The Senate Governmental Affairs Committee voted 7 to 5 yesterday to narrow the lobby disclosure bill, but it may reconsider the vote next week.

The bill as drafted by a subcommittee would require disclosure of names of organizations -- but not individuals -- that contribute $3,000 or more in a year to an organization lobbying on legislation. Sponsors contend that the public has a right to know who is financing a lobbying operation.

But Sen. Charles McC. Mathias (R-Md.) led a fight against the provision on grounds that efforts to enforce the law might lead to disclosure of individual membership lists. That would be a violation of First Amendment rights of free speech and association, he said. Sen. David Pryor (D-Ark.), who agreed with Mathias, expressed concern that, in a town where all the leading citizens supported nuclear power, a resident might suffer if it became known that he had given money to an antinuclear cause.

Committee Chairman Abraham Ribicoff (D-Conn.) said opposition to disclosing contributors comes from "do-good organizations who get big contributions from guilt-ridden liberals who may not want their associates to know it." Sen. Charles Percy (R-Ill.) cited -- as an example of the need to know the identity of contributors -- an organization called Citizens for Government Fairness, which he said is financed by big landowners in California fighting to continue to get federally subsidized irrigation water.

Sen. David Durenberger (R-Minn.) offered a compromise that would require disclosure of names of contributing organizations but not the amount they gave. The bill would require listing amounts in categories, such as between $25,000 and $50,000.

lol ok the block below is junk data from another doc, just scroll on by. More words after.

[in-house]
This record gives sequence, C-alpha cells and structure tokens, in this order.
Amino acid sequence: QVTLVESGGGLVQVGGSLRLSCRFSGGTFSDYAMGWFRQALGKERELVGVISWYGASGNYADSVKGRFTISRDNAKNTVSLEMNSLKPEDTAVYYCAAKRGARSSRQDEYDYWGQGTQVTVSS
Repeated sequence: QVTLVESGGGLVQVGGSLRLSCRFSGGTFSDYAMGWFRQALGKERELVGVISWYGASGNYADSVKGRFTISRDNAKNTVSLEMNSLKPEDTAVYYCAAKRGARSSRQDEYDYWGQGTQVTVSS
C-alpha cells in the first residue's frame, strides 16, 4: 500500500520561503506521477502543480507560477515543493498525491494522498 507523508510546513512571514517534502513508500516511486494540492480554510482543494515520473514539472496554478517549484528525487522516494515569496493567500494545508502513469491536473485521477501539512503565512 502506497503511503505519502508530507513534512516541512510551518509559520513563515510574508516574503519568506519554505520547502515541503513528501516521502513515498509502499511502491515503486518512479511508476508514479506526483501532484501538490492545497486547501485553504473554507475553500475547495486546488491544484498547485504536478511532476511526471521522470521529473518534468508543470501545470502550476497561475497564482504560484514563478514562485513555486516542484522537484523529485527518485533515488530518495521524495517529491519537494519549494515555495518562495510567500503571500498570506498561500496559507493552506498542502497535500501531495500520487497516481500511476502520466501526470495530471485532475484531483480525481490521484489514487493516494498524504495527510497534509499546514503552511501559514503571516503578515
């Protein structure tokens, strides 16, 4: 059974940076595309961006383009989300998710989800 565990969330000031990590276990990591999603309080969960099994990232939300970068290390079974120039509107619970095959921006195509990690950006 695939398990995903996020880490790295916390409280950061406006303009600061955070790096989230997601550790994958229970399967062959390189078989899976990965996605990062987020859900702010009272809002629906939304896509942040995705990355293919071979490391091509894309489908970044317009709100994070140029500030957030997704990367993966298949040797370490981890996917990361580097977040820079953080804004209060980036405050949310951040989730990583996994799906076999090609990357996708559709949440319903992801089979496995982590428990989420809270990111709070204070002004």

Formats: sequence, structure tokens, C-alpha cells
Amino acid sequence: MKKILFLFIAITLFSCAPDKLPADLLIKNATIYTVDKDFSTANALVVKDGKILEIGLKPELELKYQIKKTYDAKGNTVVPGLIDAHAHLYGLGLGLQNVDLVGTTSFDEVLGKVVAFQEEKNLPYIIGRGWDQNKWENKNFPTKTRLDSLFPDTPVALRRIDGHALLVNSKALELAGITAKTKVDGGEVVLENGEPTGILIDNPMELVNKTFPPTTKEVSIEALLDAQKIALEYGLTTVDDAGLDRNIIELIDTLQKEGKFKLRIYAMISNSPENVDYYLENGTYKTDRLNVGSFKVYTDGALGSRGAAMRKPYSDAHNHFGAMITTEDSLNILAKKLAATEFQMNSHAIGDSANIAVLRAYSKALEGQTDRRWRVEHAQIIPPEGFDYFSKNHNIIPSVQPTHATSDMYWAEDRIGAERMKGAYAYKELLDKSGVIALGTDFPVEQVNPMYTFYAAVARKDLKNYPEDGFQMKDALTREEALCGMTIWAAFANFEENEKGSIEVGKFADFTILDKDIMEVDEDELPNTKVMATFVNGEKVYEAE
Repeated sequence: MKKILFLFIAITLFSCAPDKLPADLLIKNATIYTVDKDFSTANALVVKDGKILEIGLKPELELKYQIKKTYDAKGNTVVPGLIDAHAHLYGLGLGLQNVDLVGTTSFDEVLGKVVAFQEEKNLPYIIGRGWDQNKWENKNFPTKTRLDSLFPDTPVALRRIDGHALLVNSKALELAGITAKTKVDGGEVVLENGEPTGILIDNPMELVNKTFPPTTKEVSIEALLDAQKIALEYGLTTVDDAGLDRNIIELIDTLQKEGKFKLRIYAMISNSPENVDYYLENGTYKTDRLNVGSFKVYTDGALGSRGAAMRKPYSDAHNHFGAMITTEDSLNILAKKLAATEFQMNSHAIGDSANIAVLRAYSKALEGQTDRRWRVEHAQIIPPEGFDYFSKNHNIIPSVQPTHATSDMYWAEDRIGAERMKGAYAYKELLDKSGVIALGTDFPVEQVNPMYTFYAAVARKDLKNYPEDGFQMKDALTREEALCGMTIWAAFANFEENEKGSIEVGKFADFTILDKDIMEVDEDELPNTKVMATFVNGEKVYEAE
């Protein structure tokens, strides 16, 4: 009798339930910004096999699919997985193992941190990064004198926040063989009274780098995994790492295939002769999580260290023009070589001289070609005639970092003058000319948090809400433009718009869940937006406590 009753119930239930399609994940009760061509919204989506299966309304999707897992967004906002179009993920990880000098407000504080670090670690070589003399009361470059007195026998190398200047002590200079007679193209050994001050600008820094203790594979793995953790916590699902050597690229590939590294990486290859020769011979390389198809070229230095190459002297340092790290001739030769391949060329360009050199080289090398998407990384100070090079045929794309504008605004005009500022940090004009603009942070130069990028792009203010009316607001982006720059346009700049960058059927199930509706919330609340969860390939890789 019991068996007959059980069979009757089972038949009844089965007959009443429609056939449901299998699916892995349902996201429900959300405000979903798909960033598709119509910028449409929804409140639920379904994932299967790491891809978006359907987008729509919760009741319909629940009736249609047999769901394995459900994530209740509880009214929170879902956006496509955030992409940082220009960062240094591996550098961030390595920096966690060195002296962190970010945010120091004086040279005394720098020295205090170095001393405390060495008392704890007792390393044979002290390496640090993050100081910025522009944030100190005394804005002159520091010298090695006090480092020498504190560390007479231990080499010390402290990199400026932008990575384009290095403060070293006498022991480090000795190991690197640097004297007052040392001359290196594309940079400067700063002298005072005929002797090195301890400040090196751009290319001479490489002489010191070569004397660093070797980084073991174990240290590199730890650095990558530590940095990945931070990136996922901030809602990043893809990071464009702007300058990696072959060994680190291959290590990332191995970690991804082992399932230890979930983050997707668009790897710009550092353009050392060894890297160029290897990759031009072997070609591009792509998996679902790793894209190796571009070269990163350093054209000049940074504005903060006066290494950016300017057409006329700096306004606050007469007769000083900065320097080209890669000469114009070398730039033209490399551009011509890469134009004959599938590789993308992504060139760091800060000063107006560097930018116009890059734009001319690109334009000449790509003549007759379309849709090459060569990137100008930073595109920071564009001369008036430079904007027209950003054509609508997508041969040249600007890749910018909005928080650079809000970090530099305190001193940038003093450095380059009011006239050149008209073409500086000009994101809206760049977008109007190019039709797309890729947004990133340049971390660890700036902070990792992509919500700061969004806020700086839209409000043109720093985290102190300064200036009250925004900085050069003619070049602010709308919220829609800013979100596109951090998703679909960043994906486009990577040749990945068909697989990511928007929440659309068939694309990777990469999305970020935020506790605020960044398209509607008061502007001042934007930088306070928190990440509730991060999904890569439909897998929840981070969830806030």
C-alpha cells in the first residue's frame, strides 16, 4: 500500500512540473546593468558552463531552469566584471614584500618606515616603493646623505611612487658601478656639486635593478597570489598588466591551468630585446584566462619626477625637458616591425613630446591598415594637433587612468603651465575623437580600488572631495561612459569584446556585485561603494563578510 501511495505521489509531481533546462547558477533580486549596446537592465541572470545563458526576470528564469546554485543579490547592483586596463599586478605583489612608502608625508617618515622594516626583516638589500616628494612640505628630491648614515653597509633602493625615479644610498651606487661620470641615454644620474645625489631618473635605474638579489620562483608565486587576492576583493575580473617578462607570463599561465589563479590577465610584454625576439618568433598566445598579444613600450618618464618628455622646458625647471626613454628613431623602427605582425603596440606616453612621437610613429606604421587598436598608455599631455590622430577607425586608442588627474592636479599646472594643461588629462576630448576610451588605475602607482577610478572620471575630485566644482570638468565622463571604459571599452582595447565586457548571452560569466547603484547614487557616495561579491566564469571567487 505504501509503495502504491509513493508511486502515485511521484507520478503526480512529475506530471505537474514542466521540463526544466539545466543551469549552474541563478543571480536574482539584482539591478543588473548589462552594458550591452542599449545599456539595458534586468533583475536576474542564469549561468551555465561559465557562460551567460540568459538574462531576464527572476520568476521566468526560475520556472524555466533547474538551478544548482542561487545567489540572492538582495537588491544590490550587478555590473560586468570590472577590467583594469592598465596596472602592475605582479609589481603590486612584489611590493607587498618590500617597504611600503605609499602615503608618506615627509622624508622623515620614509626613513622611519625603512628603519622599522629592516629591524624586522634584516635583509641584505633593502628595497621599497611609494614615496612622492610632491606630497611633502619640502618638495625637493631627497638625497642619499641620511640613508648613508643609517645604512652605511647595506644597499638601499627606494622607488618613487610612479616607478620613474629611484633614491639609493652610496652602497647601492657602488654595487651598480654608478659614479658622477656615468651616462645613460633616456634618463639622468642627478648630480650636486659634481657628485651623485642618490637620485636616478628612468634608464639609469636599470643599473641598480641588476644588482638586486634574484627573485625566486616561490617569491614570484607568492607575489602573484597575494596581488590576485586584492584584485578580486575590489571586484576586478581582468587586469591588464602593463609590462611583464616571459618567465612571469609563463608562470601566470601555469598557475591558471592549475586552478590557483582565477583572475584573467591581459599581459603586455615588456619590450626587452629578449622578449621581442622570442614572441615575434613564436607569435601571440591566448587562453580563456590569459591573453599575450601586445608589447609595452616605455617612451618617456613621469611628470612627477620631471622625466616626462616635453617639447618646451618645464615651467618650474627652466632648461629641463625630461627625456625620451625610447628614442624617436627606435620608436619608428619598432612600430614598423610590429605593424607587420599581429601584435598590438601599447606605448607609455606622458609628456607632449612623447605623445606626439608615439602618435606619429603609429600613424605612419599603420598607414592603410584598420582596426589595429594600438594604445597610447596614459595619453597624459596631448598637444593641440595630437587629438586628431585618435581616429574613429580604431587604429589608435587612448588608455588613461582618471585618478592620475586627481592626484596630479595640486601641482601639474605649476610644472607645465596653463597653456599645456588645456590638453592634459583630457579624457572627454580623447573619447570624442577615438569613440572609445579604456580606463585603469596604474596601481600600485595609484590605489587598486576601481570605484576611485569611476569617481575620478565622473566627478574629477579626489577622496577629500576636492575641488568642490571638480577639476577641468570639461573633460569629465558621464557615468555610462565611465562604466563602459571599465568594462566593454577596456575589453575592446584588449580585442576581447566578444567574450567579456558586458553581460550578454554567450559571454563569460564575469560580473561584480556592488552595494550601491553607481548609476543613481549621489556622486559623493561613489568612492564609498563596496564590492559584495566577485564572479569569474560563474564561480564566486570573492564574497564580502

Durenberger lost, 6 to 4, and Mathias' amendment to strike out the entire provision was adopted 7 to 5. But Sen. Lawton Chiles (D-Fla.), author of the draft bill, who had voted against Durenberger in hopes of preserving his bill intact, moved to reconsider the vote so he could vote for Durenberger in place of Mathias. When Ribicoff questioned the form of some proxy votes Mathias had obtained from absent members, Mathias made a point of order that the committee did not have permission to meet while the Senate was in session. Further action was put off until next week.

Earlier this week the committee adopted a Mathias amendment to exempt grass-roots lobbying -- groups urging individuals to write their legislators. This and disclosure are the two most controversial issues in the bill. The House Judiciary Committee deleted both.